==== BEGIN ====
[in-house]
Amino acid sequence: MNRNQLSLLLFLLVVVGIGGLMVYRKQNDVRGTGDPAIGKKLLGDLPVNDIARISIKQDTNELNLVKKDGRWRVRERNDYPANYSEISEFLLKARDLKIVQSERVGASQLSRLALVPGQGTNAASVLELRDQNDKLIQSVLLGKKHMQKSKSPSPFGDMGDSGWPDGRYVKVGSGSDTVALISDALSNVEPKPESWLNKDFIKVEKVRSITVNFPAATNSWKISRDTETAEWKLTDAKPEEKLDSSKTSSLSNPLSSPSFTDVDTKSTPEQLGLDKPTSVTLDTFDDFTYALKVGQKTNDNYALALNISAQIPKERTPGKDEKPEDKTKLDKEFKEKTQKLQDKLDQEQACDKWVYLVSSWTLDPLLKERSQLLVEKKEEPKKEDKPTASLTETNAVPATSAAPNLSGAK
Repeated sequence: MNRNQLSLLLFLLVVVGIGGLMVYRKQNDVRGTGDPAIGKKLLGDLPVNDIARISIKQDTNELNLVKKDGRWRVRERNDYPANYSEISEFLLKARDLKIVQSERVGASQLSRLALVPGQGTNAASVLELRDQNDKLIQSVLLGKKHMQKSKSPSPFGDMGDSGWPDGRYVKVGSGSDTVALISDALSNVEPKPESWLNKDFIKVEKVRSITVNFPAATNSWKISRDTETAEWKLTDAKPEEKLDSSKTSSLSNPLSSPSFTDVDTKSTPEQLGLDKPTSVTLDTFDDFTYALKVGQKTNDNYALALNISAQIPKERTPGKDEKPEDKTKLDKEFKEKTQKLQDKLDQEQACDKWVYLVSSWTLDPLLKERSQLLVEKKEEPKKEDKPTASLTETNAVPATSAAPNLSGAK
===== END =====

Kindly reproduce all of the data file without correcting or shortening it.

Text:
[in-house]
Amino acid sequence: MNRNQLSLLLFLLVVVGIGGLMVYRKQNDVRGTGDPAIGKKLLGDLPVNDIARISIKQDTNELNLVKKDGRWRVRERNDYPANYSEISEFLLKARDLKIVQSERVGASQLSRLALVPGQGTNAASVLELRDQNDKLIQSVLLGKKHMQKSKSPSPFGDMGDSGWPDGRYVKVGSGSDTVALISDALSNVEPKPESWLNKDFIKVEKVRSITVNFPAATNSWKISRDTETAEWKLTDAKPEEKLDSSKTSSLSNPLSSPSFTDVDTKSTPEQLGLDKPTSVTLDTFDDFTYALKVGQKTNDNYALALNISAQIPKERTPGKDEKPEDKTKLDKEFKEKTQKLQDKLDQEQACDKWVYLVSSWTLDPLLKERSQLLVEKKEEPKKEDKPTASLTETNAVPATSAAPNLSGAK
Repeated sequence: MNRNQLSLLLFLLVVVGIGGLMVYRKQNDVRGTGDPAIGKKLLGDLPVNDIARISIKQDTNELNLVKKDGRWRVRERNDYPANYSEISEFLLKARDLKIVQSERVGASQLSRLALVPGQGTNAASVLELRDQNDKLIQSVLLGKKHMQKSKSPSPFGDMGDSGWPDGRYVKVGSGSDTVALISDALSNVEPKPESWLNKDFIKVEKVRSITVNFPAATNSWKISRDTETAEWKLTDAKPEEKLDSSKTSSLSNPLSSPSFTDVDTKSTPEQLGLDKPTSVTLDTFDDFTYALKVGQKTNDNYALALNISAQIPKERTPGKDEKPEDKTKLDKEFKEKTQKLQDKLDQEQACDKWVYLVSSWTLDPLLKERSQLLVEKKEEPKKEDKPTASLTETNAVPATSAAPNLSGAK